Ter Et Bantine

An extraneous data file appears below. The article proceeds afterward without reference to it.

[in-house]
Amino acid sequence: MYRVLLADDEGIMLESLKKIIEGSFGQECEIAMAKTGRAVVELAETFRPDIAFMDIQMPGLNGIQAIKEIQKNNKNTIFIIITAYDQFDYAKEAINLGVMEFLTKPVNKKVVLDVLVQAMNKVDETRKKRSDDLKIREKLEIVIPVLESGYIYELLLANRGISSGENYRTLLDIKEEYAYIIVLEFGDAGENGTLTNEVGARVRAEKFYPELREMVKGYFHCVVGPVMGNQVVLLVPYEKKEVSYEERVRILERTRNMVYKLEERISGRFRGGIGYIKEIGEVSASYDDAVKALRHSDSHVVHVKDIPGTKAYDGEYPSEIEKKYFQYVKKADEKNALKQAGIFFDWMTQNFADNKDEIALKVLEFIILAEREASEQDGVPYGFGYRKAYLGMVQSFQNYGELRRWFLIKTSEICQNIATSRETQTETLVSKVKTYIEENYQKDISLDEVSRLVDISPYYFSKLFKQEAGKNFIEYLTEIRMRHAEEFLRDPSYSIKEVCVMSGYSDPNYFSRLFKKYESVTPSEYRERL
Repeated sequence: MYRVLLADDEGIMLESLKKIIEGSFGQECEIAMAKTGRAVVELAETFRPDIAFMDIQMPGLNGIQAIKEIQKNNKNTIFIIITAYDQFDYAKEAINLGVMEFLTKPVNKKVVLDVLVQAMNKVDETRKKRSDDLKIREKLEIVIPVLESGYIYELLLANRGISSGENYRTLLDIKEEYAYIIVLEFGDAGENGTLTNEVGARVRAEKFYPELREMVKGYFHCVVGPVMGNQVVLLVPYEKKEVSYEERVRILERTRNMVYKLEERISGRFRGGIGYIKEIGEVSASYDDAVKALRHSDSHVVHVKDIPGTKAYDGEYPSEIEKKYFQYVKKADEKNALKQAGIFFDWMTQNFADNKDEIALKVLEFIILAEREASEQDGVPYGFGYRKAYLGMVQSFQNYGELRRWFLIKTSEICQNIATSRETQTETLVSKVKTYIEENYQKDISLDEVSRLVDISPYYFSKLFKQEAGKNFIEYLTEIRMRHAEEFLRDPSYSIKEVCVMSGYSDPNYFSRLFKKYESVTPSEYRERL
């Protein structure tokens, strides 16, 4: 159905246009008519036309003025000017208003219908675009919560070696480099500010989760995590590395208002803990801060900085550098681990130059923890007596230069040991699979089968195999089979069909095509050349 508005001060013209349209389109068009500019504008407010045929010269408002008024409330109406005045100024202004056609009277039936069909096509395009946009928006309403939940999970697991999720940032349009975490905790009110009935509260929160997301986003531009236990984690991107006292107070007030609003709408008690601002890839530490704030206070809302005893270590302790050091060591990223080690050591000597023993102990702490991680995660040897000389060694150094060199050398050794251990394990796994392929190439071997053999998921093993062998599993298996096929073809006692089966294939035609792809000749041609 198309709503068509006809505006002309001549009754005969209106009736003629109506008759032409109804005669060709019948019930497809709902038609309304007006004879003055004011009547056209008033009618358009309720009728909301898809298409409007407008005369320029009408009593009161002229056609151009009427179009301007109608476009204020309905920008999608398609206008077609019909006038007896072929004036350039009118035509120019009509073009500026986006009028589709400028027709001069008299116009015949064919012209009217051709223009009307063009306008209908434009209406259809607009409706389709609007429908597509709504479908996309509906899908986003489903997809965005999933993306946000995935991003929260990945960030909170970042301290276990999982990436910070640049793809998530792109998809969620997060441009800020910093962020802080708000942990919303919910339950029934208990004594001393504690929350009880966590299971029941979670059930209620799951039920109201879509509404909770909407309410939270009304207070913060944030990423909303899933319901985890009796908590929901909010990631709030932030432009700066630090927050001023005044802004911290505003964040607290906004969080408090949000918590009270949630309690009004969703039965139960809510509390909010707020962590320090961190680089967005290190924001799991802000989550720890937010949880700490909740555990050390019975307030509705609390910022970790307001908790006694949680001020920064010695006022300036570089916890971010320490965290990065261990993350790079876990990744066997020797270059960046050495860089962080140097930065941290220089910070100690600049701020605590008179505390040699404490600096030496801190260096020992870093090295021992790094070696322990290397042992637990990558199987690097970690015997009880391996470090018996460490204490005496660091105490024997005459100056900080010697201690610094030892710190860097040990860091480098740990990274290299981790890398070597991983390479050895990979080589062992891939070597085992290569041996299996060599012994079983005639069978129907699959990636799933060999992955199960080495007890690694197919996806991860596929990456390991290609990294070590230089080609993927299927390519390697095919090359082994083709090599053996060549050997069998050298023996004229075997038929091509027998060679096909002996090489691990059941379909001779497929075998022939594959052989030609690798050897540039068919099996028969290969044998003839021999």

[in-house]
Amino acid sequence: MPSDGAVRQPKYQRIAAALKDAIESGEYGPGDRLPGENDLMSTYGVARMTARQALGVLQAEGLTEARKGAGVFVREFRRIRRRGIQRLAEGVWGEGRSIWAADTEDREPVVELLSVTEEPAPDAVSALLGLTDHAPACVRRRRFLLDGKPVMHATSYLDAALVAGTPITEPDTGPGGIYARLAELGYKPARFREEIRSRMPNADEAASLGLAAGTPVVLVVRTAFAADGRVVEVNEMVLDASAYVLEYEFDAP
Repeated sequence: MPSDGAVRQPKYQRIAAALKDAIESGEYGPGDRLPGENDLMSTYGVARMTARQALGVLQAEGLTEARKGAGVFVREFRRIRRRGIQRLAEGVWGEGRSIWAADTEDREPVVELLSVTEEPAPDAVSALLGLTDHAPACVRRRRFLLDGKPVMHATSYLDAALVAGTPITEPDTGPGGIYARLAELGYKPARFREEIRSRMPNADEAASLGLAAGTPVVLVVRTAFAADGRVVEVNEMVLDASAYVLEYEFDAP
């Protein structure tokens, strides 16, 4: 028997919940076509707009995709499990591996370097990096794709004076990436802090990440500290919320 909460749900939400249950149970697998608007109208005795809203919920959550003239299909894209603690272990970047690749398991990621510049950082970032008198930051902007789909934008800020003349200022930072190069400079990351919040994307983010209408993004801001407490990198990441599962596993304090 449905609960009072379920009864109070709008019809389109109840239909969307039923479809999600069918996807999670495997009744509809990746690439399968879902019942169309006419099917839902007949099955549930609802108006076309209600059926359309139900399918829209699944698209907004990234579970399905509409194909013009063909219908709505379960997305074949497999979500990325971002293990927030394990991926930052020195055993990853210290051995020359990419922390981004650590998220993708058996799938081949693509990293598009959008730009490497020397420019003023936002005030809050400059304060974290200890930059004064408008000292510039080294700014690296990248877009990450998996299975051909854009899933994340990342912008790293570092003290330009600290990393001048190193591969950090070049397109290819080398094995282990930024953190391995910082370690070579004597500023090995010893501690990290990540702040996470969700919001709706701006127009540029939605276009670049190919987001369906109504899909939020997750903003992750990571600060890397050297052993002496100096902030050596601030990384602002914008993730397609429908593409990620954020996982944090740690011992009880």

Manuela Arcari’s goal as a designer is to “turn wearability into creativity”, and with a collection that did not compromise accessibility for the sake of modernist ideas, she succeeded in style. The designer applied origami techniques to achieve three-dimensional forms that molded around the body but seemed to stand away from it — even body-conscious styles seemed to leave a bit of ease. Blouses had dropped sleeves with an added cap to gently curve around the shoulders, a little dress used crisscrossed panels for a seamless basket weave detail, and pockets were gusseted to project from the body. Although the mostly grey collection followed a minimalist aesthetic, Arcari evoked an earthy quality through gently rounded shapes, breaking up the shiny satin surfaces with a dull napped silk twill, and punctuating the stark palette with olive, turquoise and cobalt. Cloudy digitally-printed droplets created an aura-like motif that seemed to reflect the bottom of the ocean, used for bra-tops and handkerchief-hemmed shifts. The sculpted ergonomic shapes, clean lines and mini-lengths recalled elements of 90s fashion, but Arcari deftly updated the austerity with a modern sensuality.
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